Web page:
It is interesting to know that tea was already part of people’s lives since the beginning of time. It even created a culture that stayed even today.
We can’t go back in time for sure, but the beverage that existed thousands of years ago did not go away; instead, it has stood the test of time and evolved. If you’ll follow its trend, it started by just brewing tea leaves in hot water until unique concoctions are created.
However, some things still stay the same such as green tea as the most loved tea up to this era. We’ve known green tea as a fresh, grassy flavor, but have you ever tried roasted green tea? Is it worth to try?
Let’s know the differences.
If you’re a certified tea enthusiast, you probably know that Green tea has several kinds. Although they all came from the same plants, there are still notable differences.
What is Green Tea and What is Roasted Green Tea?
The usual Green tea is known in Japan as Sencha, which is from the dried leaves of Camellia Sinensis. On the other hand, roasted tea is known for its Japanese name Hojicha that has been discovered – obviously – in Kyoto, Japan. The most common difference between the two is its color. Green tea is obviously green, while roasted tea is brown.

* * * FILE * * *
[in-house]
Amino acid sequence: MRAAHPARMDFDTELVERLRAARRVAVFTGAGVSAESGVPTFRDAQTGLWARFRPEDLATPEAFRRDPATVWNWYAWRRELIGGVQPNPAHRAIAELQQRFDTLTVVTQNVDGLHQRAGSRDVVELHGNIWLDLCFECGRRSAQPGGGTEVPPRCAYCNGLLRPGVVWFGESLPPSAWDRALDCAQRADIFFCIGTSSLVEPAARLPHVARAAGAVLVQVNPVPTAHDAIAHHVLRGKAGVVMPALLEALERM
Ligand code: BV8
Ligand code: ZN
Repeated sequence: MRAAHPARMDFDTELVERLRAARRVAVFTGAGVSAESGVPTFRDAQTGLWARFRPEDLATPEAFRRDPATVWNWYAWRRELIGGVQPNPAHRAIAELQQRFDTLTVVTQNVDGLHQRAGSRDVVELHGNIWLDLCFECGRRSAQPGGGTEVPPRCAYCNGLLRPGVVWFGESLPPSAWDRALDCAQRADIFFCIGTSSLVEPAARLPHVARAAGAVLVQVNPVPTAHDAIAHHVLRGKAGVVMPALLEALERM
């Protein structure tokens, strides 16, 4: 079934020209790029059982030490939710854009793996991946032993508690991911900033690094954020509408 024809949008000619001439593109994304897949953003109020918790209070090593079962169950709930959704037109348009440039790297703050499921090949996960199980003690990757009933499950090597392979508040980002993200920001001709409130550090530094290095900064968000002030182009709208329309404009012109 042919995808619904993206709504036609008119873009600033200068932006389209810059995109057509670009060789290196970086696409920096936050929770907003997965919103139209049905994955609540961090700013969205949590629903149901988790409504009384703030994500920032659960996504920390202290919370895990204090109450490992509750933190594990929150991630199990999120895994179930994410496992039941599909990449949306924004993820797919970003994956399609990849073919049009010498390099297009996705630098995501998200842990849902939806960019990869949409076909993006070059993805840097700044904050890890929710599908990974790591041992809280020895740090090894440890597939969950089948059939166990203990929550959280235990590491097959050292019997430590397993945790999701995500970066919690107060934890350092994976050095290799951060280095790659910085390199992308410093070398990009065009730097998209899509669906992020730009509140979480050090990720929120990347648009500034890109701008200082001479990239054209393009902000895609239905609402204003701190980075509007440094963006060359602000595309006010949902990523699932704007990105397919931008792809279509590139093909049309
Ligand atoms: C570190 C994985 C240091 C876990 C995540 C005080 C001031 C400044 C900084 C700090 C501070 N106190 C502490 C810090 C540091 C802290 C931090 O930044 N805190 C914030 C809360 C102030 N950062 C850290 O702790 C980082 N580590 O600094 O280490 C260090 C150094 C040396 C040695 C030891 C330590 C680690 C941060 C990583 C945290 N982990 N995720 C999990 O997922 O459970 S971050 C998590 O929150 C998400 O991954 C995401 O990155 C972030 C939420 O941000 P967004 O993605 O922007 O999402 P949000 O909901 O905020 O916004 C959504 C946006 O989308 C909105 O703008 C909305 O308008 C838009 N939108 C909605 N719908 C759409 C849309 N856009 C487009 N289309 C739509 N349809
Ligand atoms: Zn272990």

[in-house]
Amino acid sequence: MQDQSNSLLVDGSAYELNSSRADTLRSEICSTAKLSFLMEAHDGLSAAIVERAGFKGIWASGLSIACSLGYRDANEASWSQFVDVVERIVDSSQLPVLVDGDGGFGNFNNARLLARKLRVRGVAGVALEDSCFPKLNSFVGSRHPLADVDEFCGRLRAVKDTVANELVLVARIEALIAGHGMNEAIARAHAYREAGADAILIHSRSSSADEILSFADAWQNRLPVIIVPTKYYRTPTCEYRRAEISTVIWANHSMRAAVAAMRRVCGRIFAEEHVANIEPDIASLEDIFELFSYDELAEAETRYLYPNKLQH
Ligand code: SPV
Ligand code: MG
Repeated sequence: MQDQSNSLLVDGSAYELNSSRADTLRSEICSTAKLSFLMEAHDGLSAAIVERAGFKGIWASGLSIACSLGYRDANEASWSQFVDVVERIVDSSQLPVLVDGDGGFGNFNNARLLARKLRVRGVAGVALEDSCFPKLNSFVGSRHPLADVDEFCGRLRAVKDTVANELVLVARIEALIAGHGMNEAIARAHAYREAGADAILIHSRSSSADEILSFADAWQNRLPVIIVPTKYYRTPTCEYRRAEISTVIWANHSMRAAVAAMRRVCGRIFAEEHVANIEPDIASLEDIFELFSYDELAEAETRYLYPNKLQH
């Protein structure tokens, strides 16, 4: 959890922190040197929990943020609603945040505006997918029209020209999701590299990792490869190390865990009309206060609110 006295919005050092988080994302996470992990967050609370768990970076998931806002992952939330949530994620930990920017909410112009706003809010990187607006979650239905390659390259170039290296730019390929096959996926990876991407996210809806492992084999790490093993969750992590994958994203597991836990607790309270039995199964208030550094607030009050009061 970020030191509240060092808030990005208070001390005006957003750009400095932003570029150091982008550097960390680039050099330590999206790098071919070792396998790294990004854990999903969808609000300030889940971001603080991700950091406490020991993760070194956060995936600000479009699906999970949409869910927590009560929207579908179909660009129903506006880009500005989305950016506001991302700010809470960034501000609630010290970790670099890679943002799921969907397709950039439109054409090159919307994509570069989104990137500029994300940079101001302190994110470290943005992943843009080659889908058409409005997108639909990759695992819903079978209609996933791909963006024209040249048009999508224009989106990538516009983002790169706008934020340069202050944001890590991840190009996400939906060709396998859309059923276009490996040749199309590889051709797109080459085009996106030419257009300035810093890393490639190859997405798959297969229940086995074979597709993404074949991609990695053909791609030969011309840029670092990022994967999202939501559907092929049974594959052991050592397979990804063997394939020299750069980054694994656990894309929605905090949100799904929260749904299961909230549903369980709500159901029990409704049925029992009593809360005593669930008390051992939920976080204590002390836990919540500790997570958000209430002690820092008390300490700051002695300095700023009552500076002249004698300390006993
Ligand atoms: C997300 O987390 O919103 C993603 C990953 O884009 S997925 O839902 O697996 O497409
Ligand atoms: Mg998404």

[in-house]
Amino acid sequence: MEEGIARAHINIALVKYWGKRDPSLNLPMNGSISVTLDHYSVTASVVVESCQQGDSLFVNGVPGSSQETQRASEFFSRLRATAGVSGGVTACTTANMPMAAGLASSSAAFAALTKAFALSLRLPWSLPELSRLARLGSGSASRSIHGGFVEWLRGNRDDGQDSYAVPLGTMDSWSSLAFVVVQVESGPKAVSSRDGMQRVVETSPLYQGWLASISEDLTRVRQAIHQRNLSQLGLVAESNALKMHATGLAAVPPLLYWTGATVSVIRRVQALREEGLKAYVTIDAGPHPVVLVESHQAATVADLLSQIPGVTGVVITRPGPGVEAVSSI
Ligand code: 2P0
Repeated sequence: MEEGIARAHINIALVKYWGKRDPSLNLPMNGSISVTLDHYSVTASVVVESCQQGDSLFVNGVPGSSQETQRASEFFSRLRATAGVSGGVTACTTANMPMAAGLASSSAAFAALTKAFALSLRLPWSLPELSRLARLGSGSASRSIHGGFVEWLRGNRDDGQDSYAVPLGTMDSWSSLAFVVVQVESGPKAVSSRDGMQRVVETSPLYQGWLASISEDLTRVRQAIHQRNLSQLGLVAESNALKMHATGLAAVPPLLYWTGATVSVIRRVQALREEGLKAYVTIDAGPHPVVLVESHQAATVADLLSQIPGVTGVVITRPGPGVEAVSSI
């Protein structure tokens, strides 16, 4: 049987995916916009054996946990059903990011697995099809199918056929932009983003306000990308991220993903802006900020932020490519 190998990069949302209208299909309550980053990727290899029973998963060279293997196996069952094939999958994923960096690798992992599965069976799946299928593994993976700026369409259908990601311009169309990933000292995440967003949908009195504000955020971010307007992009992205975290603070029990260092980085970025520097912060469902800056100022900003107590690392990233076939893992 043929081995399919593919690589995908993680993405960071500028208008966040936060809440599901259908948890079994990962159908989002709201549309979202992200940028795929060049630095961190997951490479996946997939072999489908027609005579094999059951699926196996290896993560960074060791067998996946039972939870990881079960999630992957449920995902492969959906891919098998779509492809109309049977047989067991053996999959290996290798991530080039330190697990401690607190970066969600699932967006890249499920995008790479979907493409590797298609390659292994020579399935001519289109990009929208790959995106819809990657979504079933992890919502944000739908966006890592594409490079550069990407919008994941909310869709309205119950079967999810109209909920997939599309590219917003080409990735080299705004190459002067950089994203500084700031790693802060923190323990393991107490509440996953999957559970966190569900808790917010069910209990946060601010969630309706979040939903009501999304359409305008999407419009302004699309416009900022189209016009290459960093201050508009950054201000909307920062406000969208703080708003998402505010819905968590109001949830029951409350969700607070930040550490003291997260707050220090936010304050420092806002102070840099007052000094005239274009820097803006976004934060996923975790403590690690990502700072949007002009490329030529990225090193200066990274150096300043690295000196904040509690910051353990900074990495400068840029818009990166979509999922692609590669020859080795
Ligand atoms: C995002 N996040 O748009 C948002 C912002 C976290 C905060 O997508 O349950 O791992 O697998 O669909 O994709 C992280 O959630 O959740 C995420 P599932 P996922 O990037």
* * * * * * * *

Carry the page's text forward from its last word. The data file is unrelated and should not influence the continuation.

The roasted green tea has lower caffeine content than Sencha because of its roasting process. The bitterness and caffeine were reduced as the tea leaves are roasted in a pan.
It also varies on the age of leaves - hojicha is usually made from older leaves while young leaves are for Sencha. The younger the leaves of tea, the more caffeine content in it.
If a cup of Sencha has 30mg of caffeine, it is just 7mg for Hojicha, which is why most of the Japanese children also drink hojicha than usual green tea.
Tea is known to be the healthiest beverage in the world, meaning it is already given that most kinds of teas contain natural elements that enhance our health.
However, which one is healthier, is it the natural green tea or the roasted one? Well, both of them are healthy, but the process of brewing and producing them made a bit different in terms of the beneficial elements on it.
Since hojicha has less caffeine, it is healthy for those who need to take less caffeine, especially those with insomnia and high blood pressure.
However, according to studies, some of the natural properties like antioxidants are reduced when the leaves are roasted. The process is also believed to destroy the catechins present in the green tea leaves.
In conclusion, there could be a chance that nutrients in the roasted tea leaves are less, but the bottom line is both can serve its purpose for the right needs of people.